This is a subject that we have been thinking about for a long time. There are so many contenders that fit into the title of epic ladies (and really, if you try hard enough, you can find something epic about most characters) and we wanted to do the subject justice so consequently this will be a long post. So sit back and enjoy this collection of our favourite ladies in literature. We love them all for various reasons – we want to be them, we want to have the adventures they have, we want their unbearably adorable love stories – but mostly we think they’re cool chicks that we would be friends with if we met them.
Historically, resiliant young women have always been present in children’s literature. Predominant, some may argue. From the likes of the Paper Bag Princess (by Robert Munsch) and Clarice Bean (by Lauren Child) in picture books through to the truly intriguing and resourceful girls of children’s literature, they are everywhere. This is our, far from complete, list of epic girls that we shelve in children’s but are always inspirational reading.
Jo from Little Women by Louisa May Alcott
Sara from A Little Princess by Frances Hodgson Burnett
Mary from The Secret Garden by Frances Hodgson Burnett
Katy from What Katy Did by Susan Coolidge
Lottie and Lisa from Lottie and Lisa by Erich Kästner
Heidi from My Father’s Daughter (originally published as Father’s Arcane Daughter) by E.L. Konigsburg
Meg from A Wrinkle in Time by Madeleine L’Engle
Pippi from Pippi Longstocking by Astrid Lindgren
Bobbie from The Railway Children by Edith Nesbit
Leslie (and May Belle) from Bridge to Terabithia by Katherine Paterson
Anne from The Ballet Shoes by Noel Streatfield
Rebecca from Rebecca of Sunnybrook Farm by Kate Douglas Wiggin
Over the course of the past year or so we’ve introduced you to a lot of our favourite epic women of young adult literature. Here’s some of them that we’ve mentioned before:
Our admiration for Karen Healey has been mentioned here. We love her heroines because they are ordinary young women who find themselves in a dangerous situtation where, when faced with the option of fight or flight, they choose to fight. They make mistakes, they get things wrong, they doubt themselves, they’re beautifully flawed but they still choose to take on the dangers of the world just ’cause it’s the right thing to do. We hope we could do that given half the chance.
We mentioned these epic ladies in this blog post and this one. Quite honestly, we’ll keep recommending these books until you all read them. Kristin Cashore’s heroines are born extraordinary but it is their actions that make them epic. All three are extraordinary in very different ways, all epic for different reasons, but who are all embarking on major ’save-the-world’ quests. All three go through a transformation as they work out who they are, what their place is in the world, and accept the power they have (in this case, a literal power that no one else has).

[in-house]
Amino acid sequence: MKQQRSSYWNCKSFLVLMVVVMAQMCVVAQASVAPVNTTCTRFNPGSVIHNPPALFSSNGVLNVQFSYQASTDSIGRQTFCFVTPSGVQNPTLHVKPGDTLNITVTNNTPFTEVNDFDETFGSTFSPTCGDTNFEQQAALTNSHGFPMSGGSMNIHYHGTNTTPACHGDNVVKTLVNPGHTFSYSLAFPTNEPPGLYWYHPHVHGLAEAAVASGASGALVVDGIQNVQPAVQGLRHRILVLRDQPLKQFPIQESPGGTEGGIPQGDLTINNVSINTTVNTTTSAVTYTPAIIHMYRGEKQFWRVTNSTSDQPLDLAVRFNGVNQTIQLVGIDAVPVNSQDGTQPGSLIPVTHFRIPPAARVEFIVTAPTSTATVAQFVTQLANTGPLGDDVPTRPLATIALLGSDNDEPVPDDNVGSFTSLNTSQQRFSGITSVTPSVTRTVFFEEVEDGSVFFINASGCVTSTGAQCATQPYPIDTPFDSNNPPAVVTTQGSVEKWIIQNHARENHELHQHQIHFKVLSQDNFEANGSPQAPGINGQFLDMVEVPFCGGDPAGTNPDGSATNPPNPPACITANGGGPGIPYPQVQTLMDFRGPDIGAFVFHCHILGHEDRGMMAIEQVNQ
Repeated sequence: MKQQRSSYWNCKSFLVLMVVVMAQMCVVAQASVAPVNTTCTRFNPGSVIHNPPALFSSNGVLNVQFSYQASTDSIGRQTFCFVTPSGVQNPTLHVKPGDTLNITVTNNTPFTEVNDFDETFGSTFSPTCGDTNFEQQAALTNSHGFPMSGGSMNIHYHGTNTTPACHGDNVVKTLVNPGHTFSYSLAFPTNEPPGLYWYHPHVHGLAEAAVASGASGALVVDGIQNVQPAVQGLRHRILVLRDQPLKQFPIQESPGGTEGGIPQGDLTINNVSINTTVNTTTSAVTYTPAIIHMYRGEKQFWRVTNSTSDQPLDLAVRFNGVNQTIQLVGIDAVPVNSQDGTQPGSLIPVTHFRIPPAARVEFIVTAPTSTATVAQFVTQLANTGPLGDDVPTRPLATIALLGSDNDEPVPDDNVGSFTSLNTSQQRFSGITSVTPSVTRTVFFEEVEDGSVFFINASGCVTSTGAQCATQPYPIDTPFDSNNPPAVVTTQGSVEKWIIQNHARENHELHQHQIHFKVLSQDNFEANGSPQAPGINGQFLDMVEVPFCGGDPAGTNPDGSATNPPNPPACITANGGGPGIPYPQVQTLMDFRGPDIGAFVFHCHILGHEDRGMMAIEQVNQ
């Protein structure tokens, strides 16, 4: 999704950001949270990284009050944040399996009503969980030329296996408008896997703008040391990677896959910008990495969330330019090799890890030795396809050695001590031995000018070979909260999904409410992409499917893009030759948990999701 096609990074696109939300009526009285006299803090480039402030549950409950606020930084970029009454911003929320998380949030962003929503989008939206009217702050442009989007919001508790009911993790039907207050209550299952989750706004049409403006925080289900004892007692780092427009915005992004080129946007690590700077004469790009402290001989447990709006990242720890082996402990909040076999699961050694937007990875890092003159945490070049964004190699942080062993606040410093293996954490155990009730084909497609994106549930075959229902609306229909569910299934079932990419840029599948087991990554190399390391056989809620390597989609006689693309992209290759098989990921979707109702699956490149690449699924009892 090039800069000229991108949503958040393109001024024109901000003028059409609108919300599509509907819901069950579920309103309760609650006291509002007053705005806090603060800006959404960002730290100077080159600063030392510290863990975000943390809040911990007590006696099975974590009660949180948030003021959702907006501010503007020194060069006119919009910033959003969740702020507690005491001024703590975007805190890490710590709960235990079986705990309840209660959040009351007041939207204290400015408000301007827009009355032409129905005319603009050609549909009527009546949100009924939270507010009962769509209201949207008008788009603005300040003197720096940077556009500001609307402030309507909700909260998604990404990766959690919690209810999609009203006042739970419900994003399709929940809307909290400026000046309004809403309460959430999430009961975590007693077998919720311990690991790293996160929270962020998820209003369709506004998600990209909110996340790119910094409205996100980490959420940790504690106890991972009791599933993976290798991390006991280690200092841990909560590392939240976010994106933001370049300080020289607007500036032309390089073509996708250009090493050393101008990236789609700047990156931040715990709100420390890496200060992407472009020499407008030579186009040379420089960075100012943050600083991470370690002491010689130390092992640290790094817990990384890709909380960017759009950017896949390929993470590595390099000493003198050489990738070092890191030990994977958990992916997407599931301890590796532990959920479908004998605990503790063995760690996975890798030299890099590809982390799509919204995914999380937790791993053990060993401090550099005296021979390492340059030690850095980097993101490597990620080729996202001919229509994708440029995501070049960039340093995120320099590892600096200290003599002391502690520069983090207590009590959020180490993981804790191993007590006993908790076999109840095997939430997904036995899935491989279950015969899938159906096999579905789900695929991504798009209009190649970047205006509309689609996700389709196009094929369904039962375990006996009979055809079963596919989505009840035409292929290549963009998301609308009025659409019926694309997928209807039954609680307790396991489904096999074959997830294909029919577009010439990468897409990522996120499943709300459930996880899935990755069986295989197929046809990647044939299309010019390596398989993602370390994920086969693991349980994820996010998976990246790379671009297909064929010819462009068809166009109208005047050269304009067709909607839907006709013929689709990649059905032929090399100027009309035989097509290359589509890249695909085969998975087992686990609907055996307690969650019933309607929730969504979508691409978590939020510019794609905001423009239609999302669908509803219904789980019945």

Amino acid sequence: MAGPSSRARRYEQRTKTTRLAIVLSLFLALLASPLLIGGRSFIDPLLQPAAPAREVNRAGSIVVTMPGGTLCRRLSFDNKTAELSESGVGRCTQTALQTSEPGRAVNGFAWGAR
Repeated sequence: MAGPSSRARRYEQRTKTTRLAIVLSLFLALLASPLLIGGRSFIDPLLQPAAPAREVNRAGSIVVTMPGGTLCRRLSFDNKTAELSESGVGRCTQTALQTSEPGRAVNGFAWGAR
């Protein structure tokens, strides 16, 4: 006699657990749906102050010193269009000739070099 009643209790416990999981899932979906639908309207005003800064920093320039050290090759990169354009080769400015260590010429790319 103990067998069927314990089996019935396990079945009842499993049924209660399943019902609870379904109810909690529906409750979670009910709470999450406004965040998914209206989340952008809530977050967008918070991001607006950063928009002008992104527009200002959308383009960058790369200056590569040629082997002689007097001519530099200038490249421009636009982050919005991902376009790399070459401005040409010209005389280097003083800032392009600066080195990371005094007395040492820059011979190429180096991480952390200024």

These incredible wartime heroines have had a post all to themselves before, which you can find here. We love them not only for their outstanding deeds of courage under horrific circumstances but also because they tell a deeply moving tale of friendship. So many of the friendships between women are depicted as competition, which of course at times it is, but we feel there’s a lot more to them than that. Elizabeth Wein set out to tell stories with friendship at the heart of them and she does such a wonderful job! We love these ladies because we recognise the best aspects of our own friendships in them and thus, they really do “infest your heart.”
The Disreputable History of Frankie Landau-Banks is another book that we will keep recommending again and again until you all read it. It’s that great. As we’ve mentioned here and here. Frankie is one of the most fierce, resiliant and independent teenage feminists we’ve ever read about, and we love her to bits. She’s not perfect though (the best characters never are) which makes her even more relatable. Just like Ruby. Where Frankie takes on the secret society at her school, Ruby’s just trying to work out the secrets of high school. She has an agonizingly funny perspective on the trials of friendships, parents and boys as she learns there is (thankfully) a world outside of high school.
We have already dedicated an entire post to the epic ladies of graphic novels (which you can find here) but we’re going to make a special mention to Superhero Girl from The Adventures of Superhero Girl by Faith Erin-Hicks.